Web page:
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Cluster Virtual Machine for Java

Distributed Computing Systems
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Status
  Status and Optimizations Results

The Cluster VM for Java prototype is an implementation of a Java Virtual Machine that provides a single-system image of a traditional JVM while running in a distributed fashion on the nodes of a cluster.

In other words, Cluster VM for Java virtualizes the cluster. It does not require that Java applications be tailored especially for it.

The Cluster VM for Java prototype runs a pure Java application on a cluster of IBM Intellistations running NT4.0 connected via a Myrinet fast switch. The prototype provides a single-system image to applications, distributing application's threads and objects over the cluster. We have used Cluster VM for Java to run a Java application containing over 10Kloc, without changing the application.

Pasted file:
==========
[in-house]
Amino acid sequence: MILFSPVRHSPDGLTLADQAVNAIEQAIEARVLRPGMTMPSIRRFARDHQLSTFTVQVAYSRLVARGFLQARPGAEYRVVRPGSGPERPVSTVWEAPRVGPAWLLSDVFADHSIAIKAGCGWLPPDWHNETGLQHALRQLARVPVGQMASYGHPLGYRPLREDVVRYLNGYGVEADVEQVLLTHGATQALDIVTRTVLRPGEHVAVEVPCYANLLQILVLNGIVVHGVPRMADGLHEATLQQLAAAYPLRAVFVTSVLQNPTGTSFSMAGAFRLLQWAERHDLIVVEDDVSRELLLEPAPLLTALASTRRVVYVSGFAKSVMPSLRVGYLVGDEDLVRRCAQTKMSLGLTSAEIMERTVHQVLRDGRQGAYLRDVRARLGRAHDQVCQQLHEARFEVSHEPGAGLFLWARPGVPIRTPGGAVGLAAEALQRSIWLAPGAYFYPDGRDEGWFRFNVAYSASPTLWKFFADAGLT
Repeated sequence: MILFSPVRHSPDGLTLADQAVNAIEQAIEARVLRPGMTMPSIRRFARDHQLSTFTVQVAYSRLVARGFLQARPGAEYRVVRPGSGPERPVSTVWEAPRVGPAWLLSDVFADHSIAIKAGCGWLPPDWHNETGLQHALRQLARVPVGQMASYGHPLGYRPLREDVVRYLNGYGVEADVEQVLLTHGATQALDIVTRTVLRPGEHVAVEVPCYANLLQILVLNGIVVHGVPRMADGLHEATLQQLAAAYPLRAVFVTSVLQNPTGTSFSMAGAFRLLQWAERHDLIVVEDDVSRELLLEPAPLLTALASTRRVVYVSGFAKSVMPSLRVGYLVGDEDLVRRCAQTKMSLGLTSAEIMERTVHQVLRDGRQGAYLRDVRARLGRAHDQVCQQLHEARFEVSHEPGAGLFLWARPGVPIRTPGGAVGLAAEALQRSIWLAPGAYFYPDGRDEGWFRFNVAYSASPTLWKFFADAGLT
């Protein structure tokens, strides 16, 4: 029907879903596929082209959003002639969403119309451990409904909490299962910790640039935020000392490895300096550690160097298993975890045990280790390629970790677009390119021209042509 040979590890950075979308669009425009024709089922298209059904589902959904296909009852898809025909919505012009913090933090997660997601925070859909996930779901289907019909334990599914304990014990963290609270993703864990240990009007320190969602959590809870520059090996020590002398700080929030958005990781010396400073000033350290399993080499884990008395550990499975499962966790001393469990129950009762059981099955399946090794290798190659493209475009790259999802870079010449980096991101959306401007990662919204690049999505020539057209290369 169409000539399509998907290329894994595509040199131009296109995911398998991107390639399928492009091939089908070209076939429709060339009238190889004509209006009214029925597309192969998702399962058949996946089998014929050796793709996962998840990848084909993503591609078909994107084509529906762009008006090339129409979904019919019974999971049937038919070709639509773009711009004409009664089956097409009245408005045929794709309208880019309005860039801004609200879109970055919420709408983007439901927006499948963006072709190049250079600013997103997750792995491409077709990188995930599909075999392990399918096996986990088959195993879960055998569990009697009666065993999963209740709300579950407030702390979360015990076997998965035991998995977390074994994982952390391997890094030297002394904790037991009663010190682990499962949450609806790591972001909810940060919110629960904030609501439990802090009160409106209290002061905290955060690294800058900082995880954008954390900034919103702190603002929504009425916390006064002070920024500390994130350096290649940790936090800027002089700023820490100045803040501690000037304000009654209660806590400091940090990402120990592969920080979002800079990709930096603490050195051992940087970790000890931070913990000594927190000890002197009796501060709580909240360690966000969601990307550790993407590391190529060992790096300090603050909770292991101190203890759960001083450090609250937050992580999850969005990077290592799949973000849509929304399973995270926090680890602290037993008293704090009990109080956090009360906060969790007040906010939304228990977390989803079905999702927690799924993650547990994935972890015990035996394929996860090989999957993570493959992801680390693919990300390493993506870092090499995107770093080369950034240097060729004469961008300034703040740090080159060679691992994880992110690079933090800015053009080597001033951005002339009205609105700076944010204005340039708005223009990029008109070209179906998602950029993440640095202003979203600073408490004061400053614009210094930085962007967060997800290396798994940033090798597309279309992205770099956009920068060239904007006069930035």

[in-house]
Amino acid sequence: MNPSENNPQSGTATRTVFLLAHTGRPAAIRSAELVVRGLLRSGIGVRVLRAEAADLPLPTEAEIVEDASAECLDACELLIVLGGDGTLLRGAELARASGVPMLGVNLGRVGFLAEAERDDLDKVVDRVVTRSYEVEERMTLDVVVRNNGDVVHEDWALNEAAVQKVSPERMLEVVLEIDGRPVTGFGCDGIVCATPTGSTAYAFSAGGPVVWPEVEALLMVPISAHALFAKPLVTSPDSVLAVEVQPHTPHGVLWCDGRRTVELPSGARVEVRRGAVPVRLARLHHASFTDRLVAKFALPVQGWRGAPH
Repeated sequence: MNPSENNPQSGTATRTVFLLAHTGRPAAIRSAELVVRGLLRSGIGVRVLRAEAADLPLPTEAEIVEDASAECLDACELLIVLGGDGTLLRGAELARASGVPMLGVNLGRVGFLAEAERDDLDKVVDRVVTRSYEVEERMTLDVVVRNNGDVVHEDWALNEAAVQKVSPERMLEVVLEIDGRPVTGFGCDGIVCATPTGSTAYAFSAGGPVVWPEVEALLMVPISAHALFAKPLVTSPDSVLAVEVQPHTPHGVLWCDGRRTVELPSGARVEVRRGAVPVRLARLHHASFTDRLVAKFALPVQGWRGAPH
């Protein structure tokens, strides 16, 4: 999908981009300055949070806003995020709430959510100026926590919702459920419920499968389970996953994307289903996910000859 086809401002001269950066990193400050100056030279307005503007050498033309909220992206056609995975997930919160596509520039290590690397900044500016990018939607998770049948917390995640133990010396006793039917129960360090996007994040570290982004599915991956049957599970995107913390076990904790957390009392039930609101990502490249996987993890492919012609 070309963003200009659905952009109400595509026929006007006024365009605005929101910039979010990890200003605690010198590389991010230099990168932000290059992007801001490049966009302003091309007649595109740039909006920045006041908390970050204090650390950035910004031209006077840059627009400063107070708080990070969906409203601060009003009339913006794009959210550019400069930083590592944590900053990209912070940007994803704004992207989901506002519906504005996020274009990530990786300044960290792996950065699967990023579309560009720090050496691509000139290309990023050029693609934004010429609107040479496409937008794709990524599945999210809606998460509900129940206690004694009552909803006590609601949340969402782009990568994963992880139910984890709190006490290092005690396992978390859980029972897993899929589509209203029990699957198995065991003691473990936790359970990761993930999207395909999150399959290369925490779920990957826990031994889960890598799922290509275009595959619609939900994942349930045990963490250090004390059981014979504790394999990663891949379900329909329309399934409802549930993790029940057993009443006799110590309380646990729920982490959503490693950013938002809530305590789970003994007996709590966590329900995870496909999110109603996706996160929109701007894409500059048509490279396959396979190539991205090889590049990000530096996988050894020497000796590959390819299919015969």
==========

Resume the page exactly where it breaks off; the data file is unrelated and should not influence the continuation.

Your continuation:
The prototype:
  • Completely preserves the original semantics of Java Thus, pure Java programs run without any modifications.
  • Enables exploitation of opportunities for optimizations based on the semantics of the JVM and common usage patterns.

  Optimizations Results

Below we show how the set of optimizations employed by Cluster VM for Java are used to achieve good performance. These results are obtained by using Cluster VM for Java to run an unmodified version of the Portable Business Object Benchmark (pBOB), which is a kernel of business logic inspired by the TPC-C benchmark specification. In accordance with the TPC's fair use policy, we note that pBOB deviates from the TPC-C specification and is not comparable to any official TPC result. We chose pBOB as it is a large (10Kloc), self-contained, pure Java application which depends only on the Java Core APIs.

The following figure describes the performance and efficiency of pBOB for a four-node cluster.



The following figure shows the cumulative impact of the optimizations. The vertical axis represents the number of remote operations involved in a single average transaction. The horizontal axis represents accumulated optimizations. The impact of each optimization is added to the impact of the preceding ones.



 

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